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Comparative effectiveness of second-generation antidepressants for accompanying anxiety, insomnia, and pain in depressed patients: a systematic review.

Thaler KJ, Morgan LC, Van Noord M, Gaynes BN, Hansen RA, Lux LJ, Krebs EE, Lohr KN, Gartlehner G. Comparative effectiveness of second-generation antidepressants for accompanying anxiety, insomnia, and pain in depressed patients: a systematic review. Depression and anxiety. 2012 Jun 1; 29(6):495-505.

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Abstract:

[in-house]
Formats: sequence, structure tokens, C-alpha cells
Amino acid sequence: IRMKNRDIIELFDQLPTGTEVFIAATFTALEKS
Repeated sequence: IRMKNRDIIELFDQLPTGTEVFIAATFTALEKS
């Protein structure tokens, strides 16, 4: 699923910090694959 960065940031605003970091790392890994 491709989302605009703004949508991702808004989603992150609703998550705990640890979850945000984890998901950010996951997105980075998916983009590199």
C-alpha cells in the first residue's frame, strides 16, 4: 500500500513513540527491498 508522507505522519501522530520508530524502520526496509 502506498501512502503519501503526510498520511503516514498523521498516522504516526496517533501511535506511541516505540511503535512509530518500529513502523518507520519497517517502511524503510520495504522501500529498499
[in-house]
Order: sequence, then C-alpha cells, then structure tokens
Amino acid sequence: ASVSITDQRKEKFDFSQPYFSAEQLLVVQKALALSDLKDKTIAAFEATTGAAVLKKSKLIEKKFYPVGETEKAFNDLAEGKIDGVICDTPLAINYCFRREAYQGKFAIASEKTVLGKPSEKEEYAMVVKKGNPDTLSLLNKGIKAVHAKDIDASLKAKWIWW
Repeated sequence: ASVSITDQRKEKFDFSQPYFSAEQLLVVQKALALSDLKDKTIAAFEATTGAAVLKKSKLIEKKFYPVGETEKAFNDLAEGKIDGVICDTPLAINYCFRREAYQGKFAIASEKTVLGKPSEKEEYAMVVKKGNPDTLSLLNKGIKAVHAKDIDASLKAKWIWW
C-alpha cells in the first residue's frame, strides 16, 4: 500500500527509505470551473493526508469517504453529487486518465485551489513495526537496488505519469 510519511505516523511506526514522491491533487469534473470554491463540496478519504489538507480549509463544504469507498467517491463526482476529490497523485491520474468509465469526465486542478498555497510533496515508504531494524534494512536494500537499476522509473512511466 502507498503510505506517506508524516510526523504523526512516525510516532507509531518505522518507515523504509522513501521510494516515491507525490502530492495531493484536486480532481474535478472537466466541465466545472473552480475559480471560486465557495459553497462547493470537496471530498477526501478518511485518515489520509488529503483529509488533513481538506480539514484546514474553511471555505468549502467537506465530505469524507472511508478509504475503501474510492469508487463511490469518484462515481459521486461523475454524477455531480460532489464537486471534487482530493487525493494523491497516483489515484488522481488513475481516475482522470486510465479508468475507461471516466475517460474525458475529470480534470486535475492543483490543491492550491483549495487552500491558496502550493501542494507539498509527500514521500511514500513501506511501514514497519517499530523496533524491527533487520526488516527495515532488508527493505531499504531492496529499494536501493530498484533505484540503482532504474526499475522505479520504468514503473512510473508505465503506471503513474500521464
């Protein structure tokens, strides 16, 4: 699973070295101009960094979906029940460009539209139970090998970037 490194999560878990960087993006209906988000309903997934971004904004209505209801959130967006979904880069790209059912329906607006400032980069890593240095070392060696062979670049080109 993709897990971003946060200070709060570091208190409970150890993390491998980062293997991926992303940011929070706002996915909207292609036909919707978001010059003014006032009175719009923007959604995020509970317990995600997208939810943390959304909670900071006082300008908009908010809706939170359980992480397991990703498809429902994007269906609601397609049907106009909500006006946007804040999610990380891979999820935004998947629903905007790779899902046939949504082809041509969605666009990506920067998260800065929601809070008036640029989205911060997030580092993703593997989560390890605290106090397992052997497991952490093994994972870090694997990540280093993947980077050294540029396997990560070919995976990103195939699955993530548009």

BACKGROUND: Patients with major depressive disorder (MDD) often suffer from accompanying symptoms that influence the choice of pharmacotherapy with second-generation antidepressants (SGAs). We conducted a systematic review to determine the comparative effectiveness of citalopram, escitalopram, fluoxetine, fluvoxamine, paroxetine, sertraline, desvenlafaxine, duloxetine, venlafaxine, bupropion, mirtazapine, nefazodone, and trazodone, for accompanying anxiety, insomnia, and pain in patients with MDD. METHODS: We conducted searches in multiple databases including MEDLINE®, Embase, the Cochrane Library, International Pharmaceutical Abstracts, and PsycINFO, from 1980 through August 2011 and reviewed reference lists of pertinent articles. We dually reviewed abstracts, full-text articles, and abstracted data. We included randomized, head-to-head trials of SGAs of at least 6 weeks'' duration. We grouped SGAs into three classes for the analysis: selective serotonin reuptake inhibitors (SSRIs), serotonin norepinephrine reuptake inhibitors, and others. We graded the strength of the evidence as high, moderate, low, or very low based on the Grading of Recommendations Assessment, Development and Evaluation (GRADE) Working Group (GRADE) approach. RESULTS: We located 19 head-to-head trials in total: 11 on anxiety, six on insomnia, and four on pain. For the majority of comparisons, the strength of the evidence was moderate or low: evidence is weakened by inconsistency and imprecision. For treating anxiety, insomnia, and pain moderate evidence suggests that the SSRIs do not differ. CONCLUSIONS: Evidence guiding the selection of an SGA based on accompanying symptoms of depression is limited. Very few trials were designed and adequately powered to answer questions about accompanying symptoms; analyses were generally of subgroups in larger MDD trials.





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